Our hair is one of the ways we can express ourselves and can often change our overall look. Natural blonde is the second rarest hair pigment at 2% of the world’s population. The slight variation in blonde is caused by varying shades of red, black and brown in the genes. Blonde is typically achieved by the bleaching of one’s hair, and thankfully science has come a long way from ancient Greece, where vinegar and wood ash were used to lighten the hair. This ancient technique would lighten hair in small amounts, but if left on too long, it could cause extreme breakage. The easiest and stress-free way to achieve blonde hair is to visit a cosmetologist, but they can be pretty expensive and their schedule may not line up with yours.
Thumbtack averages the price for bleaching, toning, styling and drying at around $110-150.
Now that we realize that the stylist is too expensive, but the thought of ending up with straw hair scares us to death, what do we do?
Lightening your hair can actually be as easy as picking a day and grabbing a friend. Depending on hair length and thickness, getting a lightener could cost around $5. This particular lightener, L’Oreal Quick Blue High-Performance Powder Lightener, has positive reviews and I have personally used it before. To mix almost anything hair related, you will need a developer. The volume depends on your skin sensitivity, a lower volume is less likely to irritate the skin, but the strength also is weaker. While the price is always what I look at first, I recommend sticking to a consistent brand and get the larger bottle, it always helps to have some extra and it is needed for the toner. The developer also costs around $4. Using foil sheets is optional, I chose not to use them personally, but if you are willing to spend an extra $7.50 (this is for a box of 200 full-size sheets), the bleaching process will not take as long and will have less of a chance to damage hair. Mix the lightener according to the included directions and apply it to hair. If you have the time, doing a test strip can always help you gauge if you will be happy with the results (remember that after lightening, normally hair is toned so that will not be the finished product.) Additionally, the test strip can help you to determine if you are allergic to the lightener. Depending on what shade you want your hair, you should adjust the time you leave the lightener on your hair. Periodically check on your hair; I recommend following the time mentioned on the lightener packaging. Sometimes using a hairdryer on your hair for the first few minutes can speed up the process but be careful; if heated too much, this can cause hair damage.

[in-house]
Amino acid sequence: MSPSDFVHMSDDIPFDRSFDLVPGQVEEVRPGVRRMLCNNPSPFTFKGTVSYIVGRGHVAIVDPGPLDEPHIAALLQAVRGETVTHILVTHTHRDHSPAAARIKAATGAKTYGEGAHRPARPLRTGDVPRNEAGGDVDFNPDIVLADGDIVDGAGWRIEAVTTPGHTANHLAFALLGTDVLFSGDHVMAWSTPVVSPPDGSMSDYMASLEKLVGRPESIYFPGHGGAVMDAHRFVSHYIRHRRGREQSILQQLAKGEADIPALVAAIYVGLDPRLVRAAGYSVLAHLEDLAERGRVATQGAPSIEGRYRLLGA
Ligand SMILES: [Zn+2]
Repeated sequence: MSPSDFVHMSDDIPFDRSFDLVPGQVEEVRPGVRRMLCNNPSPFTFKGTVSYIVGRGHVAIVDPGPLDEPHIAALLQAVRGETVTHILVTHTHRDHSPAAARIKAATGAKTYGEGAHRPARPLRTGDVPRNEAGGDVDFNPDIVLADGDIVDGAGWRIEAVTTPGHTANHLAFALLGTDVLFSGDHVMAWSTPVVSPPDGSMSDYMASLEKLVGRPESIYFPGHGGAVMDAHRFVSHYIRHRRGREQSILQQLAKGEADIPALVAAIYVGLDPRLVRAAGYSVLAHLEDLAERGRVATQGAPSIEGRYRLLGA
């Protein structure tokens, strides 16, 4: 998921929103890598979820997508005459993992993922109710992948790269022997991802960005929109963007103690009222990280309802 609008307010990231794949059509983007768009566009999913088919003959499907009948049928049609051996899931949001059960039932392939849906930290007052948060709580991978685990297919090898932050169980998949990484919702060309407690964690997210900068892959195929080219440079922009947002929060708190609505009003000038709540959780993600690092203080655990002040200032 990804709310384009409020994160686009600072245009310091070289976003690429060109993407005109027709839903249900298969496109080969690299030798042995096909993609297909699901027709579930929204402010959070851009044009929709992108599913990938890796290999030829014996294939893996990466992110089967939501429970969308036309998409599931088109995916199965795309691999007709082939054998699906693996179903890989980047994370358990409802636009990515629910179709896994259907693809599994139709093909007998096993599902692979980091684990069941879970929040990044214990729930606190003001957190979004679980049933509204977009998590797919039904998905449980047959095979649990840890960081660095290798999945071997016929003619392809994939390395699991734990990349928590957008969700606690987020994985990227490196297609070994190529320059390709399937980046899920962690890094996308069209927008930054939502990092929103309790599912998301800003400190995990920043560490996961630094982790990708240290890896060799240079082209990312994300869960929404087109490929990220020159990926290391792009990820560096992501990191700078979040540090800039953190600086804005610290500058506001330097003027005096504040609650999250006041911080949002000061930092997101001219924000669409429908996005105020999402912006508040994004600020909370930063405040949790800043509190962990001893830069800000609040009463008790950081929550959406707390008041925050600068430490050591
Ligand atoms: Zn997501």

Next, wash out the bleach (use shampoo but do not condition) and towel dry the damp hair. Here you can decide if you need to use a toner. Hair that appears yellow, orange, red or generally brassy is a good candidate to be toned, but if you like the shade of your hair after bleaching you can stop here. (If you decide to stop, I would suggest using a hair mask at this point to begin to repair any damage that your hair may have undergone). Next up on our hair journey is toner. This is the point at which the options depend more on your goals. I recommend choosing Color Charm Permanent Liquid Toner. Additionally, many of the reviews mention paying attention to your hair during this process because if left on for too long the toner leaves a purple/lilac tint. Again, follow the directions on the toner, making sure to evenly apply it, and if you chose to use foil when lightening you can also use it here. Wash out your toner with shampoo and conditioner (ensure your hair products are color-safe). You will need a purple shampoo, I use Shimmer Lights Conditioning Shampoo for Blonde & Silver. Always look for a darker purple color in the shampoo itself. I apply it to my dry hair and leave it in for 15-25 minutes to keep my hair light and non-brassy.
This is how I started doing my hair, rather than going to the salon. Doing my own hair empowers me and gives me confidence that I control what my hair looks like.
Edited by Katie Carnefix